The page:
There are divisions on the islands too. On Sunday rival groups are planning demonstrations on Samos – far-right extremists to protest the growing migrant population and leftists to protest the EU’s “anti-migrant” policy. 

There are also rising tensions in makeshift migrant camps elsewhere in Greece.

Early on Thursday, in one of several occupied derelict buildings near the port of Patra, a 38-year-old Afghan man was hospitalized after being stabbed by four Pakistanis. The incident followed a recent knife attack on a 23-year-old Pakistani man by an Afghan in the city. 

According to sources, the attacks are part of an ongoing dispute between rival gangs seeking to control the human trafficking trade.

Moria Relocation Center, Lesvos

The difficult thing about writing novels set on the edge of societal change is you run the risk that between when you write the book and its publication, events will pass you by. For all those caught up in this tragedy, I’m sad to say that does not appear to be a risk for this book.


—Jeff

7 comments:

  1. This is such a terrible, global human tragedy. People are fleeing wars and economic desperation. The wars are not of their making; they are casualties.

    The European countries should open up their borders and help them. I remember reading about people fleeing persecution in Europe int he 1930s and Jewish people were only allowed a small quote from Europe to the U.S. This is so wrong.

    And it's wrong today. And this government isn't helping with its travel bans and anti-Muslim bias and anti-Latino bigotry.

    It's too bad Greece has to take on this responsibility, given its limited economic resources. The rest of Europe should provide help as human beings should do.

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  2. Alas. If only we had a leader that didn't stand on the stage every day yelling at the top of his whiny voice, "Me, me, me, ME!"

    Alas. If only we had a media that didn't spend all day every day yelling, "This is sensational, this is sensational, this is sensation, watch, watch, watch, WATCH!"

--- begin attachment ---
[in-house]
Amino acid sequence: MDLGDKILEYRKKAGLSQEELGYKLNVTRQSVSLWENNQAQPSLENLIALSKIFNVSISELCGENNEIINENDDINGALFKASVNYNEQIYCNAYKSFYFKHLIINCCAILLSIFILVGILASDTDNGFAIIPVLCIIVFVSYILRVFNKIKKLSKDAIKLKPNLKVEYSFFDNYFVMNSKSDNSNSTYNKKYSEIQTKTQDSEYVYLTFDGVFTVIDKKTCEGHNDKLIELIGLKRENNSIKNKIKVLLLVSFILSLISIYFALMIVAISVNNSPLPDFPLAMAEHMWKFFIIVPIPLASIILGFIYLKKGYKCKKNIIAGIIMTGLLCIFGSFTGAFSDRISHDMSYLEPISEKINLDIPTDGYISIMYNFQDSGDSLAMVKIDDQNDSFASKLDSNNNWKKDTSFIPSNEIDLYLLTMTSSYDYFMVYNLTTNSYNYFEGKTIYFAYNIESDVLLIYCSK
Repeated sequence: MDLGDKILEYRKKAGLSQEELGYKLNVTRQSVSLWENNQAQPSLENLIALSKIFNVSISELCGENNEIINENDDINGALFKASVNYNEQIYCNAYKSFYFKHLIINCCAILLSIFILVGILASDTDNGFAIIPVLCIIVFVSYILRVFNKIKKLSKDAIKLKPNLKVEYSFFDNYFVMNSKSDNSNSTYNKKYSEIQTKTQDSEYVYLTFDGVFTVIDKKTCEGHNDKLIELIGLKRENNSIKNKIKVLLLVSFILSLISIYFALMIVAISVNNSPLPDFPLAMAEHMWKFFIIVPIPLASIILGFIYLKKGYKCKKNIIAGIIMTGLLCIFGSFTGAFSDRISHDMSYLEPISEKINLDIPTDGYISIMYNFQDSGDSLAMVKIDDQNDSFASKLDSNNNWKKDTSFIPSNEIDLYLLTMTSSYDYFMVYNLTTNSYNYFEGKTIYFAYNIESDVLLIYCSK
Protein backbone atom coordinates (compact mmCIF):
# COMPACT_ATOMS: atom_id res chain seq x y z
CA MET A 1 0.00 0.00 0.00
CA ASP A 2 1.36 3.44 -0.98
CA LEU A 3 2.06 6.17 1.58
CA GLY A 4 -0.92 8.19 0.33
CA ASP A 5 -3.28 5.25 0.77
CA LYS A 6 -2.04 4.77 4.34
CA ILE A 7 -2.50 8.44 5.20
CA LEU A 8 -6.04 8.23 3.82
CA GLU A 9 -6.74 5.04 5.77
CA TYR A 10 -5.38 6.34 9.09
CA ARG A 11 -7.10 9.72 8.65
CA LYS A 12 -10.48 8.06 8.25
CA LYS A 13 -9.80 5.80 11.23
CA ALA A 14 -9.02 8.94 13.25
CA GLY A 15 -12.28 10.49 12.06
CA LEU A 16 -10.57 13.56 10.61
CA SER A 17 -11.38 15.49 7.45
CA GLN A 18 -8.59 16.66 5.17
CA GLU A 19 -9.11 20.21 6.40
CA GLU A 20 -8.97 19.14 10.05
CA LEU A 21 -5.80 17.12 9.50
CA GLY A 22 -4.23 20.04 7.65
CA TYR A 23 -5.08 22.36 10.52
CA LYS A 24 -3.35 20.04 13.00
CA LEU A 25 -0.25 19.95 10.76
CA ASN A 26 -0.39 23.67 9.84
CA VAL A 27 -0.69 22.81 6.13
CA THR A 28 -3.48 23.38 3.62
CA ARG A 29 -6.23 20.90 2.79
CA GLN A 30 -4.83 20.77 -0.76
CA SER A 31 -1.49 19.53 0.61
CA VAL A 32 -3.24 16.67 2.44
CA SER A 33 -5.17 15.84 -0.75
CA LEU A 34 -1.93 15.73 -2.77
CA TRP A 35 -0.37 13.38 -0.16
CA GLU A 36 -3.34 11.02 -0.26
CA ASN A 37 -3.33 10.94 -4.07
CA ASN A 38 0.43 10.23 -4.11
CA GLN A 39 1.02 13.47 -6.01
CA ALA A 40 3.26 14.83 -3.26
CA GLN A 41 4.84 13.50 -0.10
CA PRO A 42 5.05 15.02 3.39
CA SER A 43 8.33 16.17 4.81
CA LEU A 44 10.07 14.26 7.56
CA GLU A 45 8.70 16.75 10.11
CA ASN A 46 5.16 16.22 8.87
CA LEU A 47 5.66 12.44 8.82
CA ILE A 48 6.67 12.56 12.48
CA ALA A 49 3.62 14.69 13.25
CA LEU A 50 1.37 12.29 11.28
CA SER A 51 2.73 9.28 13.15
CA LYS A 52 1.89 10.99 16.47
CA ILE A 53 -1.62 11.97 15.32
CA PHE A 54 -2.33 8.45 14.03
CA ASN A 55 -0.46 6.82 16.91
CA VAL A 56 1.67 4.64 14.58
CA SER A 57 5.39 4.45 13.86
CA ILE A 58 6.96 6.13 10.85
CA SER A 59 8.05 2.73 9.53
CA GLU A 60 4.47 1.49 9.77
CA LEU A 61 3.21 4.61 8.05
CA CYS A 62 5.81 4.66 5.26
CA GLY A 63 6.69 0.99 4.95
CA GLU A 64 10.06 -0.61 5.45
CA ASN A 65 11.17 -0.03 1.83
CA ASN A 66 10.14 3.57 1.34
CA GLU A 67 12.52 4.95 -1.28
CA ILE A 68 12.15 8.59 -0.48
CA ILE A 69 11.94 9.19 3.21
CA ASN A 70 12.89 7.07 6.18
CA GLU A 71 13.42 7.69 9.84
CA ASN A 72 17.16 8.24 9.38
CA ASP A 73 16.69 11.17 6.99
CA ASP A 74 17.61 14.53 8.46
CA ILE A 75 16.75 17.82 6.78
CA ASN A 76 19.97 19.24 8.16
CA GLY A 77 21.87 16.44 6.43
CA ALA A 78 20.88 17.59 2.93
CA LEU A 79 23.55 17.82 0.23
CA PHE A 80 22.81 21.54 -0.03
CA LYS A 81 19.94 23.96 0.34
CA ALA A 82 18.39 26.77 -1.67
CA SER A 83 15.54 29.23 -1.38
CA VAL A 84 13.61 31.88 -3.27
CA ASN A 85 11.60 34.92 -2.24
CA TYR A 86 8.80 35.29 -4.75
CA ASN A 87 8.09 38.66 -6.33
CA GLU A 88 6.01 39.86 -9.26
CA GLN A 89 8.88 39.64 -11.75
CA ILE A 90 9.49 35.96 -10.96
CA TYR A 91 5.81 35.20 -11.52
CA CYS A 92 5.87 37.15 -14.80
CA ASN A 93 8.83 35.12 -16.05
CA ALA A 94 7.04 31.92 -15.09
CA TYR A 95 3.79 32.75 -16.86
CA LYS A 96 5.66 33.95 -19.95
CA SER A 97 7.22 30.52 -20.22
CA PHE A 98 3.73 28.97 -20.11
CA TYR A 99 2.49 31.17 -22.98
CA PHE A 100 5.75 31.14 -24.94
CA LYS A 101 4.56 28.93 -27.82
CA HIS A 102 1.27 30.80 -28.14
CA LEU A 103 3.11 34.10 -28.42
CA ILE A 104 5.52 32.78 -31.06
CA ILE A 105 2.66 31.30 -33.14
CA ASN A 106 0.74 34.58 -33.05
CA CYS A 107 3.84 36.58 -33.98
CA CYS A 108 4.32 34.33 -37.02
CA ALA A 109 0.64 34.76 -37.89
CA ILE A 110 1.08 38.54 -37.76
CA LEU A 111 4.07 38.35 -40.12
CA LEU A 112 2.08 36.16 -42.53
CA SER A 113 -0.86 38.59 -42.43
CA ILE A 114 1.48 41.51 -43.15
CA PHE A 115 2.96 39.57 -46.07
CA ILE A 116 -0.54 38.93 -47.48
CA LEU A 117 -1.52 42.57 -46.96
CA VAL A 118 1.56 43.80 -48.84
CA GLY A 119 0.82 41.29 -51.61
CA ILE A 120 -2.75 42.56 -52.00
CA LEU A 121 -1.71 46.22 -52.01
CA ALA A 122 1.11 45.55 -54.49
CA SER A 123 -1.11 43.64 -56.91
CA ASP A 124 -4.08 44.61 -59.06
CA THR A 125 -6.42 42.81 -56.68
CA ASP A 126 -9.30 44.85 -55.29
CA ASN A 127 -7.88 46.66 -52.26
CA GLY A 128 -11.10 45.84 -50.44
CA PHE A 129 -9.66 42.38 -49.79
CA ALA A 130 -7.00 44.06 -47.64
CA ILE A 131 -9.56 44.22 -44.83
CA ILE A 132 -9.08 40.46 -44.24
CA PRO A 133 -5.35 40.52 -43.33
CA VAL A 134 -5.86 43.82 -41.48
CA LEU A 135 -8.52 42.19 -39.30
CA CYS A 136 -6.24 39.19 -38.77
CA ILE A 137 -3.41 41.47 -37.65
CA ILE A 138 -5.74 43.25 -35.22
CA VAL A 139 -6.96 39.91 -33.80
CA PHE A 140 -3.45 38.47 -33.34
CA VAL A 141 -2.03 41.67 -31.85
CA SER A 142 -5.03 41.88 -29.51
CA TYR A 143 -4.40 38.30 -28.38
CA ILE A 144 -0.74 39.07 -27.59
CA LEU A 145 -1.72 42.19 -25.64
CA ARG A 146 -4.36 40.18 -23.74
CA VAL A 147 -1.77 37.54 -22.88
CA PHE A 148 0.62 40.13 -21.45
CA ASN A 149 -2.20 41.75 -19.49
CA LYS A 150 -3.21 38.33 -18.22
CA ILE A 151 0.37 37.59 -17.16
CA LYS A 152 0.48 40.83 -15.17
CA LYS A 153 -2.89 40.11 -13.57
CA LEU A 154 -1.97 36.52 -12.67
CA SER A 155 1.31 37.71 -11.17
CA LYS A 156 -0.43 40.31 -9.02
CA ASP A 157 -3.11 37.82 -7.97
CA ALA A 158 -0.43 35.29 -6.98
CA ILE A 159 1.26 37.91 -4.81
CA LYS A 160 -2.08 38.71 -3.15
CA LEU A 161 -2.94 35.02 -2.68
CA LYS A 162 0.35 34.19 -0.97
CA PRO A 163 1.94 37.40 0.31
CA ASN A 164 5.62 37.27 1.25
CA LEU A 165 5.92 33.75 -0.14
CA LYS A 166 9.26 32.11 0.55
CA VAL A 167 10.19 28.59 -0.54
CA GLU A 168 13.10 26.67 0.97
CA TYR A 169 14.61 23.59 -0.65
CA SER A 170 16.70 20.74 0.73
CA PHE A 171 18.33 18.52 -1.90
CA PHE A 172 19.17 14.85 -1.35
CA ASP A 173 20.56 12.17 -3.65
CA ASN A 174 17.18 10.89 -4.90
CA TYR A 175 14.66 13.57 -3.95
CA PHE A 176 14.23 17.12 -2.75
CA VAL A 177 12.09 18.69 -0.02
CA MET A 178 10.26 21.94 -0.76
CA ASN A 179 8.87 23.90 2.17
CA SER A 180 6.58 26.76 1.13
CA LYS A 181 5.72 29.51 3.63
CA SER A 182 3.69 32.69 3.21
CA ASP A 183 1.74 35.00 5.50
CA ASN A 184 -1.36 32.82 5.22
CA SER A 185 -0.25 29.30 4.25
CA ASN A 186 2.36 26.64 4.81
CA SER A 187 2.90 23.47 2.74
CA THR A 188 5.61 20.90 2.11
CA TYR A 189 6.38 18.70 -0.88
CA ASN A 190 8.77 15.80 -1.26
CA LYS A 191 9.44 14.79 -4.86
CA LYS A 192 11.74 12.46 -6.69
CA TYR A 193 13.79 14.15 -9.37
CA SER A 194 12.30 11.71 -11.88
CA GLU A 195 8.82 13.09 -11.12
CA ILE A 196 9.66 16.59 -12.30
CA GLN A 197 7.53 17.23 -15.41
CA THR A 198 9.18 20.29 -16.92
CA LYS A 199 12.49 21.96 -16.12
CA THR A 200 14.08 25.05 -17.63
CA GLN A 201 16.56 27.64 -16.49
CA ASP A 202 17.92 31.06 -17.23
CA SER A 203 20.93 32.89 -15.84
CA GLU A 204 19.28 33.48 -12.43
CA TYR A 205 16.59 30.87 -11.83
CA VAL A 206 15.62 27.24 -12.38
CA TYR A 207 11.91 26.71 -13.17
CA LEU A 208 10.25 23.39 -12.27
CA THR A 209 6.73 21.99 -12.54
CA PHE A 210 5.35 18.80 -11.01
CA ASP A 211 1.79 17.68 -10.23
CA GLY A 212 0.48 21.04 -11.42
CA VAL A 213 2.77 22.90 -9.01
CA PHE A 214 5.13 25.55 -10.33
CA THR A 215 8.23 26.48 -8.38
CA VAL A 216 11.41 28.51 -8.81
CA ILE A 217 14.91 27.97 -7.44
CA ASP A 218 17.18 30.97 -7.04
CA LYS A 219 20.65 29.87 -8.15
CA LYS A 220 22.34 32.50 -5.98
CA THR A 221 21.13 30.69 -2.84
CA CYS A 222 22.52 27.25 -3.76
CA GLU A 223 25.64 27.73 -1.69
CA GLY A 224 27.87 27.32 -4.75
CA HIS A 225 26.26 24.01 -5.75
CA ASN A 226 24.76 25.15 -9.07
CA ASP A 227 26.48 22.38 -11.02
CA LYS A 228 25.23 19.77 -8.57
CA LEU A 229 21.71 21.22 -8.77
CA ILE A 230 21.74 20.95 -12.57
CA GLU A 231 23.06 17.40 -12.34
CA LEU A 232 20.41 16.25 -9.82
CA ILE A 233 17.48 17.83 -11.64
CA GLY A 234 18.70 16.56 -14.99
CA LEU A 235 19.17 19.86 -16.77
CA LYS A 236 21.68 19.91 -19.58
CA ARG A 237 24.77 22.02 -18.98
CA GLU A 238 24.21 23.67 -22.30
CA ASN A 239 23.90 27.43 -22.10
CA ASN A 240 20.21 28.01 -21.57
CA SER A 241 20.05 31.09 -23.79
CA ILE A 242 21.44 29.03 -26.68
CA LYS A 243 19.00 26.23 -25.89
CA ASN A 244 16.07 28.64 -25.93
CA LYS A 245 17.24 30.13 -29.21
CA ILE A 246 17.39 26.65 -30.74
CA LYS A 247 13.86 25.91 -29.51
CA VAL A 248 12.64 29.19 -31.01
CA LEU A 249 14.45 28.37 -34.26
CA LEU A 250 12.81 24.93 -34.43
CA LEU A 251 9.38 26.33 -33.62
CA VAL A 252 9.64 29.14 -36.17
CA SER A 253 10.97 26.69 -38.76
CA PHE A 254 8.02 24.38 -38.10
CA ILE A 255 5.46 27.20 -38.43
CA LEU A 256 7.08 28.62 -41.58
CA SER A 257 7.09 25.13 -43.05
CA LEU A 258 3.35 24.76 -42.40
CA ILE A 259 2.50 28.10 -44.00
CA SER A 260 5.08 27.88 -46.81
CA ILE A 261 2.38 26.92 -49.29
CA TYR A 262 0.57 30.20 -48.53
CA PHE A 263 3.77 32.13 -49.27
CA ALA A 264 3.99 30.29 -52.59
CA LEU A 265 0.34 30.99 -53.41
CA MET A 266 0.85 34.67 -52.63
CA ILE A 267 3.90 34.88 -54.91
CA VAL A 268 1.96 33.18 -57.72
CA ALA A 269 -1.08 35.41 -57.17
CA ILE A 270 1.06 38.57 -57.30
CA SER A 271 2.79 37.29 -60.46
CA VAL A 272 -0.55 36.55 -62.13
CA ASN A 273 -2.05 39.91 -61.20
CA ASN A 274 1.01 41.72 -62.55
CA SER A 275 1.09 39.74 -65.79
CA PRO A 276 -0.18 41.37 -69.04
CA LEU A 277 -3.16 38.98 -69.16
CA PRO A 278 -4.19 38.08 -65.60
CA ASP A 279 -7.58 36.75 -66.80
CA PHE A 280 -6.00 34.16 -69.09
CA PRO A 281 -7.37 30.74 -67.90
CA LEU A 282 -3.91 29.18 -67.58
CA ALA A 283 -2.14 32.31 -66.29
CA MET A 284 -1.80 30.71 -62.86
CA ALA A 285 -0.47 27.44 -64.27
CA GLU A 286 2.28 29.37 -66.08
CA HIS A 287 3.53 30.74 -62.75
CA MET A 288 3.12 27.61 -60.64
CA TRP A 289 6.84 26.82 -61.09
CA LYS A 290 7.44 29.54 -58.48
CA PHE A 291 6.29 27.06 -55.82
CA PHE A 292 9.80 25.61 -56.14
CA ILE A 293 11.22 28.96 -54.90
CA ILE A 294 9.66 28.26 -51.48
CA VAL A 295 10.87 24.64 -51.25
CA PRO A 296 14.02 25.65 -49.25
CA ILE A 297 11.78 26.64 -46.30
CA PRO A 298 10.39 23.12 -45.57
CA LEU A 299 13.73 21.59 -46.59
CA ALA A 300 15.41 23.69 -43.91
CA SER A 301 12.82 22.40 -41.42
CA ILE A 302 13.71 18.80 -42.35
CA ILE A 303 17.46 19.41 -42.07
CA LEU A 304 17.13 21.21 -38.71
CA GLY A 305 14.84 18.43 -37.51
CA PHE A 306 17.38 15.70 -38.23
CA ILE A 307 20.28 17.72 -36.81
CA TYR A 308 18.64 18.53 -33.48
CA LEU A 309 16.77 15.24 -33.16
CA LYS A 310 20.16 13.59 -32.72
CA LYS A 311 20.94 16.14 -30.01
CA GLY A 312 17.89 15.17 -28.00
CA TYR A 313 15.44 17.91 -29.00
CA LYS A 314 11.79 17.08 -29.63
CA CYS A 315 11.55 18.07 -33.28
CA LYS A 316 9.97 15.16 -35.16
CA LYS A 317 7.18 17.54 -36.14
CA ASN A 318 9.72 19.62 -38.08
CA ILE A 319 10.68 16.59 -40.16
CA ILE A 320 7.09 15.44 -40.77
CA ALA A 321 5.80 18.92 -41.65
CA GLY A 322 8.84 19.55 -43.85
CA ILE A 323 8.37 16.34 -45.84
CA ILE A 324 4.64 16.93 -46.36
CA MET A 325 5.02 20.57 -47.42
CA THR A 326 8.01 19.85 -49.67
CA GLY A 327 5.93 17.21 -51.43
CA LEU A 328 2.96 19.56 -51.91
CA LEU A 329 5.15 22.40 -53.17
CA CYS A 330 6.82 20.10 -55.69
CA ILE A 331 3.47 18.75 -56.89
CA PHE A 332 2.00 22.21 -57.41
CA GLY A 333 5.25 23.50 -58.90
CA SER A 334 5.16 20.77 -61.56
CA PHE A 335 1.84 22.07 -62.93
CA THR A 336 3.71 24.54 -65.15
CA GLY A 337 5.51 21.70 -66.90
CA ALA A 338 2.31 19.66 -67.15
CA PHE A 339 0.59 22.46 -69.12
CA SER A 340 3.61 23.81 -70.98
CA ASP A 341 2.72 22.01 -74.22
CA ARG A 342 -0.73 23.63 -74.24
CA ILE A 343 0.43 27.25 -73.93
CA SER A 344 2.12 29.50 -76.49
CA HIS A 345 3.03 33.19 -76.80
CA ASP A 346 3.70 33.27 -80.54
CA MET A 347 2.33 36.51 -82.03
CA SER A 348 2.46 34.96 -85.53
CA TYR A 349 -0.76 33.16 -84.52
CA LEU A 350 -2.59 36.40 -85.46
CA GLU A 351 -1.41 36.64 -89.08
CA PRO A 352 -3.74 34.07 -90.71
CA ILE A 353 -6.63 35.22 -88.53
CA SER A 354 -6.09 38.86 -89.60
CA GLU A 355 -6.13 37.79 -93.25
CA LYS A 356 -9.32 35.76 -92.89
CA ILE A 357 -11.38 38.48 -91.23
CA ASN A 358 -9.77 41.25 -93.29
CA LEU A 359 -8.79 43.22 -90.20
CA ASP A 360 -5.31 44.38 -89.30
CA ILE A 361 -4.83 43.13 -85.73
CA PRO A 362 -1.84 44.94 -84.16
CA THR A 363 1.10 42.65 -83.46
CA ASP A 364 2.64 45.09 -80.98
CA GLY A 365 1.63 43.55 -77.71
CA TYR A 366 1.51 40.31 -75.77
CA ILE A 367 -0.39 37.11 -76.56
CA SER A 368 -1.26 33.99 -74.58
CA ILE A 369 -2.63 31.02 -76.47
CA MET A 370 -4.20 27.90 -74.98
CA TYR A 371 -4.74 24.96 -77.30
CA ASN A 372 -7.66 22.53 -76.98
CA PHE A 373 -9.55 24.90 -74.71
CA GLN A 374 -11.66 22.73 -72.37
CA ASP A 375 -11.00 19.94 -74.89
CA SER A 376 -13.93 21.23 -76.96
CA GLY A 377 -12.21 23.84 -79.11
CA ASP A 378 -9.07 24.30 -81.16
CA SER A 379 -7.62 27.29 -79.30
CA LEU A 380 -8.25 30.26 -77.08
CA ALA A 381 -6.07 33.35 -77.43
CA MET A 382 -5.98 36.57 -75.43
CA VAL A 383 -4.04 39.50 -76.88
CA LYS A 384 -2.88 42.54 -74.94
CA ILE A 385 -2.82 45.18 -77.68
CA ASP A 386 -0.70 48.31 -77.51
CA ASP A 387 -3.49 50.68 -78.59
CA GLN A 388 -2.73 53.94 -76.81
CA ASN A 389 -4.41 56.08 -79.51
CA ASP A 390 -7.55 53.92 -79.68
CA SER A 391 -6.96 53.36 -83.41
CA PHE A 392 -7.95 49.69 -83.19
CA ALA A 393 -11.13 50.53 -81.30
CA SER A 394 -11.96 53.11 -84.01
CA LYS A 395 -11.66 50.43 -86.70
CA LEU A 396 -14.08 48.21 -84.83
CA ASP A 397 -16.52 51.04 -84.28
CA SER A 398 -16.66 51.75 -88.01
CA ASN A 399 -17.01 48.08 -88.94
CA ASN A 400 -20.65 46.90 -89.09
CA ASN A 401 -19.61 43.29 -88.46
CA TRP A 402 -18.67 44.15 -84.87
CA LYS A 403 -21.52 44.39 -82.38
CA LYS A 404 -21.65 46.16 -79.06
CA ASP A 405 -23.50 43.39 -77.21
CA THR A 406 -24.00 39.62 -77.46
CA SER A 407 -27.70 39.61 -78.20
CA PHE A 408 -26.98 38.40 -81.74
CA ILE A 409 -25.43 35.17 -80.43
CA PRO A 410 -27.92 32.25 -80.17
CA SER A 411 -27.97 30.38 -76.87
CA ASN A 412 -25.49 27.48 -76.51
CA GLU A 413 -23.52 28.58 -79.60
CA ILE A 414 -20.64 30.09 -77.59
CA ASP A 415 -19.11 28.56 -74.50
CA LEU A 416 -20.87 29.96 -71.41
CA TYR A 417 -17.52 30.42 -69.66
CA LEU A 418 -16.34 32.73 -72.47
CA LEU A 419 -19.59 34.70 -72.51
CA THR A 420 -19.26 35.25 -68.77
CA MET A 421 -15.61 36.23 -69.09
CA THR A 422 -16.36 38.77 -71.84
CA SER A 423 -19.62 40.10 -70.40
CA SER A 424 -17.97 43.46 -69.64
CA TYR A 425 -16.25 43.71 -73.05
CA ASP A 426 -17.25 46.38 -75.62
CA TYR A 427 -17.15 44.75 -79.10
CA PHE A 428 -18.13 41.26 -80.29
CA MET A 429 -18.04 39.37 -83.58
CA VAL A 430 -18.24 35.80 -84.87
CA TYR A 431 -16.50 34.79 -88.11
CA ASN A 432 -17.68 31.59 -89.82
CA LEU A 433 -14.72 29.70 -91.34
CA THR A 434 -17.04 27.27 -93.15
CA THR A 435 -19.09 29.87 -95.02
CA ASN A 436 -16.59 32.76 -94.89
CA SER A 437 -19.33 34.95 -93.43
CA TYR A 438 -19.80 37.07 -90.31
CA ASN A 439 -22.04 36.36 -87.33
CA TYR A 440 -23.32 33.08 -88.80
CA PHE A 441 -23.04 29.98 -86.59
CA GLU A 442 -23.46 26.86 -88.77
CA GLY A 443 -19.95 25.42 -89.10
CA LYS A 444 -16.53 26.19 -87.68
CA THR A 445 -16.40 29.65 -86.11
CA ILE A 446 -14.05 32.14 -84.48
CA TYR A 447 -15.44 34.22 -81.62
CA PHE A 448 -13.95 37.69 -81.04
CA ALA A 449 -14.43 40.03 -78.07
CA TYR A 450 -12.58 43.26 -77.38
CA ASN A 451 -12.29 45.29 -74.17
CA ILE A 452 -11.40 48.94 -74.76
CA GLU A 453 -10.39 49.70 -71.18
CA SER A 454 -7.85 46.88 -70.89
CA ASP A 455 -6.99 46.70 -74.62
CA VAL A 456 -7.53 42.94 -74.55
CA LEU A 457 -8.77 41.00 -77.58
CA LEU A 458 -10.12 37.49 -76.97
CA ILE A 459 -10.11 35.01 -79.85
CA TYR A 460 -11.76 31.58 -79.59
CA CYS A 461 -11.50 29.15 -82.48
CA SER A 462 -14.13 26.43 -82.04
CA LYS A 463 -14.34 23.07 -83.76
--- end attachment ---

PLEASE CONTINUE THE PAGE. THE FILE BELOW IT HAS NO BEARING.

Alas. If only we had a populace who was educated, thoughtful, aware, who didn't sit around all day, thinking, "Me. Me. Me. What's in it for ME???"

    Alas. Maybe we (in the collective sense) have the government, media, and lives we deserve... God, I hope I live to see better times.

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  3. I need Annamaria to come in with something positive. My smile is slipping...

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    1. Oh, Michael. My mother raised me with the axiom, “If you can’t say something nice, don’t say anything at all.” I cannot express anything but the hottest anger about this subject. I won’t chime in with the venom I harbor for the sanctimonious members of the EU who refuse to help.

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    2. Hard to imagine Michael without a smile, but then again, a lot of unimaginable things are happening.

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  4. Yes, the EU governments deserve anger and protests. And so does this government with its venom against people from Latin America and Muslims and NFL athletes who are using their freedom of speech to protest injustice, and veterans, Congresspeople and the media. Gee. Wouldn't it be nice if governments just acted out of being pro-humanity?